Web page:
The Sony MDR-V6 definitely qualifies as a classic headphone. It was introduced way back in 1985, and while Sony has since released a string of "improved" and more expensive V6 inspired models -- the MDR-V600, MDR-7506, and MDR-7509HD -- the $109.99-list MDR-V6 is still available. (Sony's Web site lists it as discontinued, but it still appears to be widely available, and for well under its list price at that.) It's been a favorite of audio mixers; radio, film, TV engineers; and consumers for years and has managed to endure for nearly three decades without being endorsed by a hip-hop star or a pop singer.
Why are we reviewing it now? Well, we were finally getting around to reviewing its popular sibling, the MDR-7506, so I figured I'd have a listen to the "original" and compare the two of them, as well as some of today's top midrange headphones.
Since the MDR-V6 had amassed more than 900 five-star reviews on Amazon over the years, I assumed it would be competent. But after taking it for a spin I was a little bit surprised by how good it sounds -- and how comfortable it feels -- for its modest price point. It was not hard to see why the headphone was still in production after all these years: it just sounds and feels right.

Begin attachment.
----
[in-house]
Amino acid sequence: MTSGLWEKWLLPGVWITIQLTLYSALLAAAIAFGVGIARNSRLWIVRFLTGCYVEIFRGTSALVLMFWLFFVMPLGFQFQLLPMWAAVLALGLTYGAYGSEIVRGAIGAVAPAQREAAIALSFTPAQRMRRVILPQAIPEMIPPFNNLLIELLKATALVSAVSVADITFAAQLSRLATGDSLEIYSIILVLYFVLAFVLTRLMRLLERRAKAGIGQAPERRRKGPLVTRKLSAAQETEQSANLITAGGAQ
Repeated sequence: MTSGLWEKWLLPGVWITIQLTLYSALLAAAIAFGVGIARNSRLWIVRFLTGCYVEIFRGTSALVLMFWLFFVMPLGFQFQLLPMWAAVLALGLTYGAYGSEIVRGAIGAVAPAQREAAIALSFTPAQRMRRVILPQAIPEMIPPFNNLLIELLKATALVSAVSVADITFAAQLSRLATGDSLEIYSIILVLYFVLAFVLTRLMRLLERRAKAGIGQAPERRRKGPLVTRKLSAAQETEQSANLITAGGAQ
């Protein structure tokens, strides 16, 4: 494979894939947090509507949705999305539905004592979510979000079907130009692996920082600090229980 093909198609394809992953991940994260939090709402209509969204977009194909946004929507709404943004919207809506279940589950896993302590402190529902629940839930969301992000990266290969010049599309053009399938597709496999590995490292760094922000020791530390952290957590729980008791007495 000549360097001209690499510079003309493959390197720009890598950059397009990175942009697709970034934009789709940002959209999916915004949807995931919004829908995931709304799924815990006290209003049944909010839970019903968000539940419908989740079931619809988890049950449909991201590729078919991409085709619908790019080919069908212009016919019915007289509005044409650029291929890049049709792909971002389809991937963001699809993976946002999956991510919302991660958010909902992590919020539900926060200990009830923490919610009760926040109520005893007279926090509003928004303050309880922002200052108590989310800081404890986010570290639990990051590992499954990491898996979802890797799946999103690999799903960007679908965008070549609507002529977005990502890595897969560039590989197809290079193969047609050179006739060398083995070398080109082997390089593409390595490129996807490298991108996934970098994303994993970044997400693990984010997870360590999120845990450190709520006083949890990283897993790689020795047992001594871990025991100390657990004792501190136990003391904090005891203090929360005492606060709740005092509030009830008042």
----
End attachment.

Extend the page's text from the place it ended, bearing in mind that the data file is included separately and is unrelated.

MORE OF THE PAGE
Design and features
Most new headphones are packed in impressively heavy cardboard boxes, with thick flaps and snazzy product photography emblazoned on every surface; the MDR-V6 comes in a lightweight gold-toned box, with the headphone visible through a window, cradled in a bed of bright red satin fabric. If it looks like a throwback to the 1980s, it's because that's what it is.
The MDR-V6 weighs 8 ounces, which is slightly lighter than average for a full-size headphone. It's a mostly plastic design, but still feels fairly rugged. The outer ear cups are metal, it has 40mm drivers, a 63-ohm rated impedance, and the headphone features user-replaceable ear pads (new ones sell for $9.99 a pair).
The headband and racetrack shaped pads aren't as thickly padded as those on many new headphones we've tested, but comfort is well above average. Stretched out to the max the coiled cable is about 10 feet long, and it's permanently attached to the left ear cup. The extralong cable lacks any type of mic or phone controls, so the MDR-V6 may not be ideal for use with phones or portable music players. The cable is terminated with a nicely-finished 3.5mm plug; a screw-on 6.3mm adapter plug is included for use with home or pro gear.
The MDR-V6 collapses into a small bundle, and the hinges seem fairly durable. I like that the "L" and "R" markings are color-coded and easy to see in dim light. A no-frills black vinyl carrying bag is included.
The MDR-V6 comes with a 90-day warranty.
Balance. That's my best one-word description of what makes the MDR-V6 so special. It does everything well: the bass-midrange-treble balance is nice and smooth, the sound is spacious, and it's easy to listen to for hours at a time. Isolation from environmental noise is quite decent, and no one near you will hear much sound coming from these headphones.